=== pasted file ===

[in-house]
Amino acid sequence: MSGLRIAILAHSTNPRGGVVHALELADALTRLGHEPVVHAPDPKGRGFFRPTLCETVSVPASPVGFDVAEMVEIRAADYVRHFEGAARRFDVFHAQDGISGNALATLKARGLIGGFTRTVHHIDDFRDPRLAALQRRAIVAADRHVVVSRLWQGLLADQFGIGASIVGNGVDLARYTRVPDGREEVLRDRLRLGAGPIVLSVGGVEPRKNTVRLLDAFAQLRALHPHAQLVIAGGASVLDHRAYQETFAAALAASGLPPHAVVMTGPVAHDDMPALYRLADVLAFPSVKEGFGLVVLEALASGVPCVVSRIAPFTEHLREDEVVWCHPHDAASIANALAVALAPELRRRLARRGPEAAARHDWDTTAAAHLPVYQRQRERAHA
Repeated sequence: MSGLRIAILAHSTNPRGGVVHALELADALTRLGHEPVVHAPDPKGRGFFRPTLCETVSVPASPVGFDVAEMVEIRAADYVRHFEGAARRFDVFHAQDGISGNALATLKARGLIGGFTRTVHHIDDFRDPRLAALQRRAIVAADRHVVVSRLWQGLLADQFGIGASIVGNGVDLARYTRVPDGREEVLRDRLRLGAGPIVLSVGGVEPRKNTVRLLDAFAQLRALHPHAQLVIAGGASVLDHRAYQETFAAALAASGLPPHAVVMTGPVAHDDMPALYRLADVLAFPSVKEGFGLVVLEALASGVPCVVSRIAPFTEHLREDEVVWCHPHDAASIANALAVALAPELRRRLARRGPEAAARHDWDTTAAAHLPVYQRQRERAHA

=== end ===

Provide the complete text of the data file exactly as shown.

[in-house]
Amino acid sequence: MSGLRIAILAHSTNPRGGVVHALELADALTRLGHEPVVHAPDPKGRGFFRPTLCETVSVPASPVGFDVAEMVEIRAADYVRHFEGAARRFDVFHAQDGISGNALATLKARGLIGGFTRTVHHIDDFRDPRLAALQRRAIVAADRHVVVSRLWQGLLADQFGIGASIVGNGVDLARYTRVPDGREEVLRDRLRLGAGPIVLSVGGVEPRKNTVRLLDAFAQLRALHPHAQLVIAGGASVLDHRAYQETFAAALAASGLPPHAVVMTGPVAHDDMPALYRLADVLAFPSVKEGFGLVVLEALASGVPCVVSRIAPFTEHLREDEVVWCHPHDAASIANALAVALAPELRRRLARRGPEAAARHDWDTTAAAHLPVYQRQRERAHA
Repeated sequence: MSGLRIAILAHSTNPRGGVVHALELADALTRLGHEPVVHAPDPKGRGFFRPTLCETVSVPASPVGFDVAEMVEIRAADYVRHFEGAARRFDVFHAQDGISGNALATLKARGLIGGFTRTVHHIDDFRDPRLAALQRRAIVAADRHVVVSRLWQGLLADQFGIGASIVGNGVDLARYTRVPDGREEVLRDRLRLGAGPIVLSVGGVEPRKNTVRLLDAFAQLRALHPHAQLVIAGGASVLDHRAYQETFAAALAASGLPPHAVVMTGPVAHDDMPALYRLADVLAFPSVKEGFGLVVLEALASGVPCVVSRIAPFTEHLREDEVVWCHPHDAASIANALAVALAPELRRRLARRGPEAAARHDWDTTAAAHLPVYQRQRERAHA